SNP11: The Death of Domain Expertise

In Podcasts by Danny Lennon2 Comments

This is a Premium-exclusive episode. To listen to the full episode and access the transcript, you must subscribe to Sigma Nutrition Premium.

Table of Contents

  1. Introduction
  2. Further Reading
  3. Transcript (Premium Subscribers Only)

Listen to a preview of the episode here:


Never before has there been greater access to information about nutrition and health. But never before has there been such a low barrier to being seen as an “expert”. There are large numbers of people getting information from, and basing their health decisions on, people who don’t have direct expertise in the field in which they are talking about.

Moreover, some promote the lack of domain expertise as a feature, not a bug. They claim that those that were conventionally seen as domain experts are either brainwashed, lazy in their thinking, or outright corrupt. And the solution is instead to look to those with a fresh perspective that can illuminate us on the “truth”.

In this episode, Alan and Danny discuss this “death of domain expertise”, how it plays out online, and its ramifications for people’s ability to get good information.

This is a Premium-exclusive episode. To listen to the full episode and access the transcript, you must subscribe to Sigma Nutrition Premium.

Further Reading

  1. Tom Nichols – The Death of Expertise
  2. Jonathan Haidt – The Righteous Mind


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  1. I only heard the first half hour of this – the Premium subscription no longer fits into my domestic funding envelope ;( – but I loved what I heard as I’m fascinated by the thriving on-line quackery industry and the disdain for expertise that accompanies it.

    Maybe you get to this later in the podcast, but as I listened I couldn’t help but wonder what this is all about this from the perspective of those who are pulled in by these grifters.

    First, why are these people not getting what they need from conventional health care and nutrition? Of course, that’s a huge question, touching on the uncertainties of medical science, deficiencies in health care delivery systems, the fact that one size does not fit all in health or nutrition, personal idiosyncrasies, etc. Why do they think they need to go to the grifters?

    Secondly, why are these grifters so attractive to those whom they attract? I’ve read a lot on critical thinking and especially cognitive biases and I get that confirmation bias and motivated reasoning play a huge role here once people head down this rabbit hole, but why is the heterodox stuff so compelling to some people?

    Finally, what can be done to oppose this? And that’s a big question, too, it’s about helping people how are struggling in such a way that they’re headed down this path, how to help them get off the path, and, most challenging of all, is there anything that can be done to mute the grifters or otherwise make them less visible and attractive?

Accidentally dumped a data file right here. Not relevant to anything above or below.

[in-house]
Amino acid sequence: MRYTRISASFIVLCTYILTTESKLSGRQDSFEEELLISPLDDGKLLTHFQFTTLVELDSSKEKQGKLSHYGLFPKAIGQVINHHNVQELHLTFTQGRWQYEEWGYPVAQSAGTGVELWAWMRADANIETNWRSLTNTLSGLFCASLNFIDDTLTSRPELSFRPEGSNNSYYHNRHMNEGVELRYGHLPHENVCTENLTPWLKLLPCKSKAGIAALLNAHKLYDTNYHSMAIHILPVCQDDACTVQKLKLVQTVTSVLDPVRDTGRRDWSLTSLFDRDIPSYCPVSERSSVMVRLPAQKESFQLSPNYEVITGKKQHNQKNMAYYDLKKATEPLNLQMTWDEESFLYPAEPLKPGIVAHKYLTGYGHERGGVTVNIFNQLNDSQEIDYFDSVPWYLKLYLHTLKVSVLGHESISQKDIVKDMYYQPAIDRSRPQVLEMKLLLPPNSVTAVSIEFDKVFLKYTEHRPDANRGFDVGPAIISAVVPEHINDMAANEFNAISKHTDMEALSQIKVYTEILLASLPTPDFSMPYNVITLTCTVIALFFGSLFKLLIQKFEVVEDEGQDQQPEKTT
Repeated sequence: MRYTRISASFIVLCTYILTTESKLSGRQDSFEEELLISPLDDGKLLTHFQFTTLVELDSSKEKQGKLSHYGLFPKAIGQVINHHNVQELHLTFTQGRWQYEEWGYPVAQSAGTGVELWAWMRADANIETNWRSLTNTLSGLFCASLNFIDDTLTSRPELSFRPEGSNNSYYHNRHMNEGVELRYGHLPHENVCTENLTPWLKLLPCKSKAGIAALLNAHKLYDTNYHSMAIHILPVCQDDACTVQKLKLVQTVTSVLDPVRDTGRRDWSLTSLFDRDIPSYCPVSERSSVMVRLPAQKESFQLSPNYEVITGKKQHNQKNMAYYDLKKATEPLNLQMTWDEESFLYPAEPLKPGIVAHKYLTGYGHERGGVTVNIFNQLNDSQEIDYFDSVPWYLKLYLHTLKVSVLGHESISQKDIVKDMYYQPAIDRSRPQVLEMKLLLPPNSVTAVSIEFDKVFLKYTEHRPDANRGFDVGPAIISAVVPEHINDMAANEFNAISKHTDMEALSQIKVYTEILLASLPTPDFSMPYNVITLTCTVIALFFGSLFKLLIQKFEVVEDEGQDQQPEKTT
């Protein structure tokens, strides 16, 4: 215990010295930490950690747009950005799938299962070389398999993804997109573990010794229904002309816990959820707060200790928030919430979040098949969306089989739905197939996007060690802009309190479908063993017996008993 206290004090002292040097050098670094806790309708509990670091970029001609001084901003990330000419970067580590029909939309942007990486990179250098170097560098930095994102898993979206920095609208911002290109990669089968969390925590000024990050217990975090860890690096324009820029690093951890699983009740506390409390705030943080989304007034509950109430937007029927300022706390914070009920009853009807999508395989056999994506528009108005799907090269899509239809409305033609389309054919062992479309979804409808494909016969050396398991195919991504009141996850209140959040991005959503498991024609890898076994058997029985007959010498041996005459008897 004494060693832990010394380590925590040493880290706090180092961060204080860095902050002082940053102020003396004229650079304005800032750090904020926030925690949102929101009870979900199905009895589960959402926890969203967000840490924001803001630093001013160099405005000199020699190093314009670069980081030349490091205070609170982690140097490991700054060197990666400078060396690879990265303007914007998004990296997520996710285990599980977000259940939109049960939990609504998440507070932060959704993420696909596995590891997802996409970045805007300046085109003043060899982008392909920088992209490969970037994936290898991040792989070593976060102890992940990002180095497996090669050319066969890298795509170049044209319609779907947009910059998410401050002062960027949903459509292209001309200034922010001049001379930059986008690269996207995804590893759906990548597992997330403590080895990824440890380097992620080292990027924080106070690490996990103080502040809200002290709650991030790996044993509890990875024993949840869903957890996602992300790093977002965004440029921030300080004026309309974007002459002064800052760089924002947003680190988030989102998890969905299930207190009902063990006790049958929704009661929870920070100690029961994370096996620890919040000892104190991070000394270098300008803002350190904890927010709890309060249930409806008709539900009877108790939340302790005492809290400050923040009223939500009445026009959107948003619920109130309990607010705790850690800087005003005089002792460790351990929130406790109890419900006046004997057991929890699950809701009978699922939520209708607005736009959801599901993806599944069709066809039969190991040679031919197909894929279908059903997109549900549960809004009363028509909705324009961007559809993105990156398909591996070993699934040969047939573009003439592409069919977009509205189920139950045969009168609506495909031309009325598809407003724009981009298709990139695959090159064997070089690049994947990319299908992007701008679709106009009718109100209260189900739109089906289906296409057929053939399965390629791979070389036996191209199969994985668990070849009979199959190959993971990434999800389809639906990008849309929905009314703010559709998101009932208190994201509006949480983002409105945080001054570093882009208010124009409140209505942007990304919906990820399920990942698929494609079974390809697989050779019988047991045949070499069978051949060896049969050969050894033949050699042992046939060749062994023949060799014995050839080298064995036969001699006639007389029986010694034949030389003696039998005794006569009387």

Love the show, especially this episode, will go Premium again if circumstances permit again one day.


    1. Author

      Hi Mike!

      You raise excellent points, and indeed questions that we have asked ourselves.

      “Why do they think they need to go to the grifters?” – This is a combination of things. First, as you note, is that some areas of health currently don’t have much solutions for people. For example, autoimmune diseases or PCOS, are frustrating conditions with very little in the way of solid help, especially in relation to diet. Unfortunately, these are the places where quacks can most easily appeal to people (related to your second question), as they will offer an all-good solution that is based on a simple diet of food behaviour. Another aspect of why people will go towards quacks is that many of these people seem “nice”. They’re charismatic, they seem intelligent, and they claim to care about people (while stating how much conventional medicine hates them!).

      On a more philosophical front, as humans I suspect we have an omnipotent drive to control things, even when that isn’t possible. Quacks offer people a way of “guarenteeing” they will be healthy or disease-free, if they just follow their advice. Which, of course, is nonsense.

      “Secondly, why are these grifters so attractive to those whom they attract?” – Touched on this above. But I believe they are a combination of: a) charismatic, b) selling an all-good solution, c) offering something that can’t be got elsewhere, d) have a compelling narrative around their diet/advice.

      In relation to d), I think this is key. People don’t respond to evidence or careful statements. They respond to narratives and what “feels” right on hearing it.

      These are just some things that come to mind. There are of course other things like shady marketing practices that they commonly use.

      Their tactics are very similar to the divisive figures in politics and pop culture, who gain large audiences through wild statements or behaviour, regardless of if its easy to show they are wrong/lying by pointing to data.

      In terms of what can be done, I’m at a loss to be honest. When I look at the current information landscape in the world generally at the moment, I’m nihilistic about how we ever move in a more positive direction towards truth and evidence.

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